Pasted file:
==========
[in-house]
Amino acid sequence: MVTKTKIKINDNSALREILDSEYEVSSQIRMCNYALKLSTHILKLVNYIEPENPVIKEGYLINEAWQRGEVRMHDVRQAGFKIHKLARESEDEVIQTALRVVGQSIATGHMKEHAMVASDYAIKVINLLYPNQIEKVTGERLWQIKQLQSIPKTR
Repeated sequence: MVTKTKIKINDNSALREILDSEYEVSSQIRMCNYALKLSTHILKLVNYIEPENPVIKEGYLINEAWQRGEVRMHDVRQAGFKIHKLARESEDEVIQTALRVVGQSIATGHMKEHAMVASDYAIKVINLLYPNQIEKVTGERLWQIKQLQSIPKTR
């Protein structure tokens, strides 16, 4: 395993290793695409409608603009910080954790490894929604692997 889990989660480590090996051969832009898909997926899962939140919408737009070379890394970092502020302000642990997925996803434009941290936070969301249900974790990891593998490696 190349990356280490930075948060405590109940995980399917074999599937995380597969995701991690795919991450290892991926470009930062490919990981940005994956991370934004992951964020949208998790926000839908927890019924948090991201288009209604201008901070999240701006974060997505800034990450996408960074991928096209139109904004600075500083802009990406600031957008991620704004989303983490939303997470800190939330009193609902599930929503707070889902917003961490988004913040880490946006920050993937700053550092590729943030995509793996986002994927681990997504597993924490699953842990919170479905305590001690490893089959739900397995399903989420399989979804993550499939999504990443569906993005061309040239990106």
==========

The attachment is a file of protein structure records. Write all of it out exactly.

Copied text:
[in-house]
Amino acid sequence: MVTKTKIKINDNSALREILDSEYEVSSQIRMCNYALKLSTHILKLVNYIEPENPVIKEGYLINEAWQRGEVRMHDVRQAGFKIHKLARESEDEVIQTALRVVGQSIATGHMKEHAMVASDYAIKVINLLYPNQIEKVTGERLWQIKQLQSIPKTR
Repeated sequence: MVTKTKIKINDNSALREILDSEYEVSSQIRMCNYALKLSTHILKLVNYIEPENPVIKEGYLINEAWQRGEVRMHDVRQAGFKIHKLARESEDEVIQTALRVVGQSIATGHMKEHAMVASDYAIKVINLLYPNQIEKVTGERLWQIKQLQSIPKTR
């Protein structure tokens, strides 16, 4: 395993290793695409409608603009910080954790490894929604692997 889990989660480590090996051969832009898909997926899962939140919408737009070379890394970092502020302000642990997925996803434009941290936070969301249900974790990891593998490696 190349990356280490930075948060405590109940995980399917074999599937995380597969995701991690795919991450290892991926470009930062490919990981940005994956991370934004992951964020949208998790926000839908927890019924948090991201288009209604201008901070999240701006974060997505800034990450996408960074991928096209139109904004600075500083802009990406600031957008991620704004989303983490939303997470800190939330009193609902599930929503707070889902917003961490988004913040880490946006920050993937700053550092590729943030995509793996986002994927681990997504597993924490699953842990919170479905305590001690490893089959739900397995399903989420399989979804993550499939999504990443569906993005061309040239990106």